Primal Scream: XTRMNTR
YOU CAN TELL this is Primal Scream's political album, because all the good songs on it are instrumentals. And you can tell that it's a Primal Scream album because its best songs were crafted by other people. After all, this is a group whose greatest hit, 1991's "Loaded," was created by remixer Andrew Weatherall with almost no band input, apart from singer/mastermind Bobby Gillespie's brief "Aw, yeah" near the track's end. It's hardly a surprise, then, that XTRMNTR's highlights are "MBV Arkestra," a sheets-of-sound guitarathon overseen by Kevin Shields of My Bloody Valentine, and another remix, this time of "If They Move, Kill 'Em," originally on 1997's Vanishing Point. That dank, dubbed-out album was the Scream's best--largely because it featured less of the weak-voiced, personality-deficient Gillespie than usual.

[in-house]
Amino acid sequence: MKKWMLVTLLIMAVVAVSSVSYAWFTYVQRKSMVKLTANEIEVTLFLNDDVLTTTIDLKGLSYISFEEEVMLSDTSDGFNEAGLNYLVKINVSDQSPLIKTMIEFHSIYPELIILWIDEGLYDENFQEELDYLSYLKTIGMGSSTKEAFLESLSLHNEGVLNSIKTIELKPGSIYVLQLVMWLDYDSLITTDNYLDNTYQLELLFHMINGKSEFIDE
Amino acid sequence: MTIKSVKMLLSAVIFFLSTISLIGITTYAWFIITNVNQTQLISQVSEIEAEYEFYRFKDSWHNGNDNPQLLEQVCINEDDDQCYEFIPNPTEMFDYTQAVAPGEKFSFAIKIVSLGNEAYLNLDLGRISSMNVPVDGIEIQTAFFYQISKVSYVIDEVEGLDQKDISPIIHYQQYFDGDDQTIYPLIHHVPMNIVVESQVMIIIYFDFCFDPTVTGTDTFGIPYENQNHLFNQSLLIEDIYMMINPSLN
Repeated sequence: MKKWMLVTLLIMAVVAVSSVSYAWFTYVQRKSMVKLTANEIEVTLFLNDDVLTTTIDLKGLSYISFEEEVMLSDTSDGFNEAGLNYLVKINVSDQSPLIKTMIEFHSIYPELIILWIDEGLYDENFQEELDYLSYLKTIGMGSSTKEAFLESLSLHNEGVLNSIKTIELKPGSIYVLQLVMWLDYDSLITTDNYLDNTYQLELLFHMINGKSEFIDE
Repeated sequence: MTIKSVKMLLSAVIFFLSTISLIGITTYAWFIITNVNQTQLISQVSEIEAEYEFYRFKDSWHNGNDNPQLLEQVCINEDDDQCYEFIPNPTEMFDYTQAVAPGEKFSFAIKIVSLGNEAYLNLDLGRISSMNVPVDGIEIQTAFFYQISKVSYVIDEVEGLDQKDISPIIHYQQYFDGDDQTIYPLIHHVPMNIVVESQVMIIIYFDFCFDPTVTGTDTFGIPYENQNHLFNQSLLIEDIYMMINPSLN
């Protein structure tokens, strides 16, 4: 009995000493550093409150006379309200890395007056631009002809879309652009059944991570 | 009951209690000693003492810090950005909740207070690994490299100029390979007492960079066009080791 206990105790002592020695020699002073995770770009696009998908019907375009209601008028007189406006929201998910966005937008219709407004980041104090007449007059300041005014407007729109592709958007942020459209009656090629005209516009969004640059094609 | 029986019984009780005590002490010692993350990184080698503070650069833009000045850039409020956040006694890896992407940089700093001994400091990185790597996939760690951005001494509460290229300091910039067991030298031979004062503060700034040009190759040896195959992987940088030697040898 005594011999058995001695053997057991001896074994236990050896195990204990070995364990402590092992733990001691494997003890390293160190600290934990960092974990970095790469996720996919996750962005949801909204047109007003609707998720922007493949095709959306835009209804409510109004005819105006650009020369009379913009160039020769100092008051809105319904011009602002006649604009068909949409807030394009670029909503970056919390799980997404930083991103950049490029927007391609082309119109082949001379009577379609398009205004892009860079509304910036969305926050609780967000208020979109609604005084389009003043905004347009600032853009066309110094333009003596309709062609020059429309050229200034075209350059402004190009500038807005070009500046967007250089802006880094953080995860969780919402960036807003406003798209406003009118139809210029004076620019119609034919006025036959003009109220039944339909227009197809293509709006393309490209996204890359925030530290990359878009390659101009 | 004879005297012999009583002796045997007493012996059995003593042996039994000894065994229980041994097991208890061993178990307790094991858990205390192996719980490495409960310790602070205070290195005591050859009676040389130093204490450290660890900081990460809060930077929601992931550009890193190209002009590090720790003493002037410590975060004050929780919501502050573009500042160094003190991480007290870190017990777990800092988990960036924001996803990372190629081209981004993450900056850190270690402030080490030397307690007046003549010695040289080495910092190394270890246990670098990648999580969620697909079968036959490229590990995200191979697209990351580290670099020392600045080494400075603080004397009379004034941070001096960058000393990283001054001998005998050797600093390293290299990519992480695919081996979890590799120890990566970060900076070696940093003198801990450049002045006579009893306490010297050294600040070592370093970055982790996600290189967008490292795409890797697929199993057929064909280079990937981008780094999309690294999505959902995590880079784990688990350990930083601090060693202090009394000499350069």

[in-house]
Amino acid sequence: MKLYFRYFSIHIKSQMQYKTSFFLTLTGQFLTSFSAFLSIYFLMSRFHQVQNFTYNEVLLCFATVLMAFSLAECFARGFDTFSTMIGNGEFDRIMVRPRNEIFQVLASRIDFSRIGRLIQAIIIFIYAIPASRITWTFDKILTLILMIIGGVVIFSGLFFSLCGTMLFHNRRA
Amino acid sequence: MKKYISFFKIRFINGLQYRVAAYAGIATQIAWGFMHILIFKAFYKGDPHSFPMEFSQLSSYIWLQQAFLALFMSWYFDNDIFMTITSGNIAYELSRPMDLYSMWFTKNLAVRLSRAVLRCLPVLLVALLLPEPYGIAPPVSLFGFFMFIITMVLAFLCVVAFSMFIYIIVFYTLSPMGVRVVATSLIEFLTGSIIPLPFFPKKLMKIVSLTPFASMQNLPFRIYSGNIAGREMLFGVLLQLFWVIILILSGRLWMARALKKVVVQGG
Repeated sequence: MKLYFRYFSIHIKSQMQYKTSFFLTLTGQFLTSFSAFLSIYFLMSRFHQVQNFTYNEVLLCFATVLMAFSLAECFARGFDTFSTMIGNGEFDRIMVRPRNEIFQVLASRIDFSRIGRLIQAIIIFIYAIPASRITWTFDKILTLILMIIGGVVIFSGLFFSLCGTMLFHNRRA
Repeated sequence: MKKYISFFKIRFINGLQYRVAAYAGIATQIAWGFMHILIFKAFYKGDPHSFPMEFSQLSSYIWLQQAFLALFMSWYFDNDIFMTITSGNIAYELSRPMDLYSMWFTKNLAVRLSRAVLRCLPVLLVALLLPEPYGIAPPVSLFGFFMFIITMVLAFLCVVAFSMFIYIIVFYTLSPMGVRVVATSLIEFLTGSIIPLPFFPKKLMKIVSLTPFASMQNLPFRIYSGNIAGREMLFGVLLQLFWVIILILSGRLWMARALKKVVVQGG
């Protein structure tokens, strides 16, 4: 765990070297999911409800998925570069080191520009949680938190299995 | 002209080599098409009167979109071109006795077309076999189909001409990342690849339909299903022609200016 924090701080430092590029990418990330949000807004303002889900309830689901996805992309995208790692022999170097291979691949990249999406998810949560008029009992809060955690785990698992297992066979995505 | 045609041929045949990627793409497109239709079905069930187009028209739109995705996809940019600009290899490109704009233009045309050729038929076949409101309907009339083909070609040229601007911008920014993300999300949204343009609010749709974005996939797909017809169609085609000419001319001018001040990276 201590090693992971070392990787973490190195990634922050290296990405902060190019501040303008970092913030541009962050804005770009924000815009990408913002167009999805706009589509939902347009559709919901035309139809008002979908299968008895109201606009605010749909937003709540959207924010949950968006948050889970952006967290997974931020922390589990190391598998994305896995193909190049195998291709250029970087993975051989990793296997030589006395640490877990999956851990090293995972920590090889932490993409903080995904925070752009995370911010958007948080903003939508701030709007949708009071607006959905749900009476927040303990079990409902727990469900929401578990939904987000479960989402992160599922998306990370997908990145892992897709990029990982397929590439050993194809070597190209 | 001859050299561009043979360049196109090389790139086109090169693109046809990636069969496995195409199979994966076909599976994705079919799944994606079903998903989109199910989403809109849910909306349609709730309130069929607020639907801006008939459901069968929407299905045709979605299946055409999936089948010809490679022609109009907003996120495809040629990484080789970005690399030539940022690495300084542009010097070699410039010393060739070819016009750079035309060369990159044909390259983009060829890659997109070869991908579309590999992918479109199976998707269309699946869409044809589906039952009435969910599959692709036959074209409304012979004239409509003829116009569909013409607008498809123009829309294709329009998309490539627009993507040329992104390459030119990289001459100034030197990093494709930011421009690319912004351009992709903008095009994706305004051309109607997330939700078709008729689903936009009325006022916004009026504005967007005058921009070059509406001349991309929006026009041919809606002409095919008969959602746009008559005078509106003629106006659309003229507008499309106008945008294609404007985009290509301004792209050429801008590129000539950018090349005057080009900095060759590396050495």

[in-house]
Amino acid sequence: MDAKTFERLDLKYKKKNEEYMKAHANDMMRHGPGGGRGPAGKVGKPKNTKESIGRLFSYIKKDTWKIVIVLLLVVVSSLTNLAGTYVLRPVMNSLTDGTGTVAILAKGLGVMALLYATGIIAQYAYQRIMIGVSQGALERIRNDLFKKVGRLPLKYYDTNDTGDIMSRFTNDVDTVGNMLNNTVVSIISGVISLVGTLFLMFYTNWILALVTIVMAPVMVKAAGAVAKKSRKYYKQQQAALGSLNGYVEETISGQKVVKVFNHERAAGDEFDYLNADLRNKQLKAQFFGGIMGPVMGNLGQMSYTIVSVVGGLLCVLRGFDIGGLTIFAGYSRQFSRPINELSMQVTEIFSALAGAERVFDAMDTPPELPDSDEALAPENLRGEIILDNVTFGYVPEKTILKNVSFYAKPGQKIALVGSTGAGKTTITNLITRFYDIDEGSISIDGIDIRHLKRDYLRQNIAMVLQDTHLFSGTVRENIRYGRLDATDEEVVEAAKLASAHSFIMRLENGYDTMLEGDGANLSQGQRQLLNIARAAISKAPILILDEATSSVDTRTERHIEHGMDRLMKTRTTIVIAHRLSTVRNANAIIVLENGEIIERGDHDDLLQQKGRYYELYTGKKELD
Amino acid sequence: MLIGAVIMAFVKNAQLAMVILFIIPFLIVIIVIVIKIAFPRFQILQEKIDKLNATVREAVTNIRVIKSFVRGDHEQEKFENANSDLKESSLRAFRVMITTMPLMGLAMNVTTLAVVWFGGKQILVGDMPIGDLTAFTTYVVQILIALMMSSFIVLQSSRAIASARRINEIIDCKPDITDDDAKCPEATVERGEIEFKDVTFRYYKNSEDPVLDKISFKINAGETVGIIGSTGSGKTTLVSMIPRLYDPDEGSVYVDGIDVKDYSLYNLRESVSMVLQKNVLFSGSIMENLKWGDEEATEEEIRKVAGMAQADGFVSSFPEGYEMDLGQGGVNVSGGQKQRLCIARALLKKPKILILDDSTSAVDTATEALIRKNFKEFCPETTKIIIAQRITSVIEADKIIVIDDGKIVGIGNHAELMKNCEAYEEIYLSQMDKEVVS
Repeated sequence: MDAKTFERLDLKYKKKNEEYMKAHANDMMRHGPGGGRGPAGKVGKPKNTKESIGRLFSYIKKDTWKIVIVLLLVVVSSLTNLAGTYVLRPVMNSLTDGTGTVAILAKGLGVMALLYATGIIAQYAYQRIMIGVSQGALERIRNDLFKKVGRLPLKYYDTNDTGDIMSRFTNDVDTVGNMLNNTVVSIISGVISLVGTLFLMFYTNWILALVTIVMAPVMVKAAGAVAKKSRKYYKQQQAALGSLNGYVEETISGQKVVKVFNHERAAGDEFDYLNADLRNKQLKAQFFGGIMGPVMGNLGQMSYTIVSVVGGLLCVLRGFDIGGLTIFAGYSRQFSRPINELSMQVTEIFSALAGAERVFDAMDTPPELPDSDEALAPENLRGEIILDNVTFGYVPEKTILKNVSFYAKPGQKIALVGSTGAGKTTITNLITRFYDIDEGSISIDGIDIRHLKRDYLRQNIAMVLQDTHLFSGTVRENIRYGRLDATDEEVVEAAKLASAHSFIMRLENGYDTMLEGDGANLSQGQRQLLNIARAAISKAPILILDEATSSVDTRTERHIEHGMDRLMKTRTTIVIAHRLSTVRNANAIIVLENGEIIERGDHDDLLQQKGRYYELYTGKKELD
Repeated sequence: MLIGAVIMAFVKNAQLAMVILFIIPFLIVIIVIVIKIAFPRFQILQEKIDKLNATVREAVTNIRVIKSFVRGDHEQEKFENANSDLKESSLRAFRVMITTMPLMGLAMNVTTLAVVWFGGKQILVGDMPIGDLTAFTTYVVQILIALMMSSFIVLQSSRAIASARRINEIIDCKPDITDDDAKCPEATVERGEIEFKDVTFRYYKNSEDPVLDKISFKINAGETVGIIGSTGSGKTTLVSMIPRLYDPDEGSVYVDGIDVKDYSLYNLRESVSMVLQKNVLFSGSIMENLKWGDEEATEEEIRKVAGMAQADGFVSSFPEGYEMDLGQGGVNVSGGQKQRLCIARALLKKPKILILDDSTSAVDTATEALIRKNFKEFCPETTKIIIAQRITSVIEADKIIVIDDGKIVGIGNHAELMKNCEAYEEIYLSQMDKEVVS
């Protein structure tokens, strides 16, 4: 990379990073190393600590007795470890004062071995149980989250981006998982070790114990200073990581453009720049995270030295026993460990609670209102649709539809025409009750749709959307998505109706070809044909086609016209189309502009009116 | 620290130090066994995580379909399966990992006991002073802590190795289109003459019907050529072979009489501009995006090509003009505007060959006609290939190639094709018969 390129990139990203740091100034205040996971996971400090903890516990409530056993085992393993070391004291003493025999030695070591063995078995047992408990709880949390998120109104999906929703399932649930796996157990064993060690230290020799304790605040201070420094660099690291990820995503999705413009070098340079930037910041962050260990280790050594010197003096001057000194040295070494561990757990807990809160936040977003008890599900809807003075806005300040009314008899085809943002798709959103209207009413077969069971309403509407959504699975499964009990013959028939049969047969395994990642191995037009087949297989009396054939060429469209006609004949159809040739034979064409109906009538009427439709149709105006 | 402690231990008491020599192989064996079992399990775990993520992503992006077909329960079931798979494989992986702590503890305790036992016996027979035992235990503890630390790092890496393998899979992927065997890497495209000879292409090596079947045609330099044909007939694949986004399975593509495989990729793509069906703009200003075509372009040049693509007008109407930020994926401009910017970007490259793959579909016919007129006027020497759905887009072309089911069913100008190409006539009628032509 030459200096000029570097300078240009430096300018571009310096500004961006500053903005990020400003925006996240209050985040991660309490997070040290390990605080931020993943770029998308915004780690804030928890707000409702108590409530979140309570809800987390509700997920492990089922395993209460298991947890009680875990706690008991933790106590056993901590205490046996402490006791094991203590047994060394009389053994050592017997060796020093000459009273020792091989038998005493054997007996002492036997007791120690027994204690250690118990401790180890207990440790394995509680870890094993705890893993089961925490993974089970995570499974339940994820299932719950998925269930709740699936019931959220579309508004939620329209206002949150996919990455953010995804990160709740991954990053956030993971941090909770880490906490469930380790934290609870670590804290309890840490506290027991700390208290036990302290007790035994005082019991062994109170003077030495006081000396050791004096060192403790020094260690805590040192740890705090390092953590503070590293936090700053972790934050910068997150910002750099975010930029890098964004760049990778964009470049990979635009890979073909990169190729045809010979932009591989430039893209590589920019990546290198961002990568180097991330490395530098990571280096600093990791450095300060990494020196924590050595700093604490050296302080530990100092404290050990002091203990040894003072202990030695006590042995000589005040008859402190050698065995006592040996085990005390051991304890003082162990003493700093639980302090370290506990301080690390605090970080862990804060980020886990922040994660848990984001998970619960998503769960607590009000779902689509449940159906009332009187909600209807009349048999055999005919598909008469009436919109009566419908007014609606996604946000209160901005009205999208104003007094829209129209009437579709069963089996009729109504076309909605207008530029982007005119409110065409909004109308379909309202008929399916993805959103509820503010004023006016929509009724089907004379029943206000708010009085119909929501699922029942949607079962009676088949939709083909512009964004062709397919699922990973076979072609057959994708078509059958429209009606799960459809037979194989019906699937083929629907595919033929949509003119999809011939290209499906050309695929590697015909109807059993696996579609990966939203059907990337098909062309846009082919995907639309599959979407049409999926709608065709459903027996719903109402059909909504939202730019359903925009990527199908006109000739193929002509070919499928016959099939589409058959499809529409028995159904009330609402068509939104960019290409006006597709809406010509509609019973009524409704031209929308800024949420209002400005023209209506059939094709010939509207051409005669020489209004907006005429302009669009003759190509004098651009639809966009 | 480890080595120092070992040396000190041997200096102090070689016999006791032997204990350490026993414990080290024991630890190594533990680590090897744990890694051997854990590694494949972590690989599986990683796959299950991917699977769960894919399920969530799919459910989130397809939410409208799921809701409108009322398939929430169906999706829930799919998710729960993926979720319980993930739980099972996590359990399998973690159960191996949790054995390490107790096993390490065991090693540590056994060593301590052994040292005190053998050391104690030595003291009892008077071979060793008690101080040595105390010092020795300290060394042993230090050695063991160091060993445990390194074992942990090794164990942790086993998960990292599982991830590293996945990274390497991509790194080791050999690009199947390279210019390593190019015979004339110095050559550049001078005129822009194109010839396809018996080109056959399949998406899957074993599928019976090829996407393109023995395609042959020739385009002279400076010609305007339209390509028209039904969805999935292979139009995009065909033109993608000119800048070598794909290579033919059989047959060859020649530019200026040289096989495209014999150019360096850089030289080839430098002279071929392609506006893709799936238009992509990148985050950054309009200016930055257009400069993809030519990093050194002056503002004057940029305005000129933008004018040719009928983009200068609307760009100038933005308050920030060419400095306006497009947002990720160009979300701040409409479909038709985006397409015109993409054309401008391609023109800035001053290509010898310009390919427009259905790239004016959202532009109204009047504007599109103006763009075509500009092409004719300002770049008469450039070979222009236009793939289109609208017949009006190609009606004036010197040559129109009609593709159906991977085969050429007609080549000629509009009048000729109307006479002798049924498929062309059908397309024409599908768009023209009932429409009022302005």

For the most part XTRMNTR is the singer's reassertion of force, an attempt to jump on a bandwagon that peaked three years ago, alternating and fusing big-beat-by-numbers and Stooges rip-offs so blatant they could land the band on the current Sub Pop roster. But few of the grooves catch, and apparently the band's laughable 1994 Stones/Faces move, Give Out But Don't Give Up, didn't teach them that rock is not their strong suit. XTRMNTR's pumped-up overdrive sounds pushy and desperate, not urgent, and Gillespie's feeble yelp evokes Jamiroquai's Jay Kay with army fatigues and a better haircut.
And then there's the politics, so thin they make Davy Jones sound like Antonio Gramsci. "The civil disobedience," Gillespie endlessly chants on the song "Exterminator." Yeah? So what? Are we supposed to instantly flash back to...Selma? Kent State? WTO? If Gillespie really wants to "Kill All Hippies," as XTRMNTR's first cut is titled (the song sounds like a third-rate cop-show theme--must be in keeping with their new "militancy"), he'd better start making out his will. After all, what else do you call someone who proposes to bring the revolution with music this flaccid?
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